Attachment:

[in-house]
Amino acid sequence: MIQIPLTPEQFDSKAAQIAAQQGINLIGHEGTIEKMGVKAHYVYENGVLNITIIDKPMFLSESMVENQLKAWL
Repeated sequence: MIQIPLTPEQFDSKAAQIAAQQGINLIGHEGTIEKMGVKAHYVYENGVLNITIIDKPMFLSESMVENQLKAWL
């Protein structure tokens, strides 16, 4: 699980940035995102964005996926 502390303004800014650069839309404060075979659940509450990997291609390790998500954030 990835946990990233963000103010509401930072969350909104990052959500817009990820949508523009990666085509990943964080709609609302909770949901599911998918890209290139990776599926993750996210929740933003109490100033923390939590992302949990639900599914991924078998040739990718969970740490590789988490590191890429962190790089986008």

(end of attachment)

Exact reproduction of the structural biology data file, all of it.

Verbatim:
[in-house]
Amino acid sequence: MIQIPLTPEQFDSKAAQIAAQQGINLIGHEGTIEKMGVKAHYVYENGVLNITIIDKPMFLSESMVENQLKAWL
Repeated sequence: MIQIPLTPEQFDSKAAQIAAQQGINLIGHEGTIEKMGVKAHYVYENGVLNITIIDKPMFLSESMVENQLKAWL
């Protein structure tokens, strides 16, 4: 699980940035995102964005996926 502390303004800014650069839309404060075979659940509450990997291609390790998500954030 990835946990990233963000103010509401930072969350909104990052959500817009990820949508523009990666085509990943964080709609609302909770949901599911998918890209290139990776599926993750996210929740933003109490100033923390939590992302949990639900599914991924078998040739990718969970740490590789988490590191890429962190790089986008």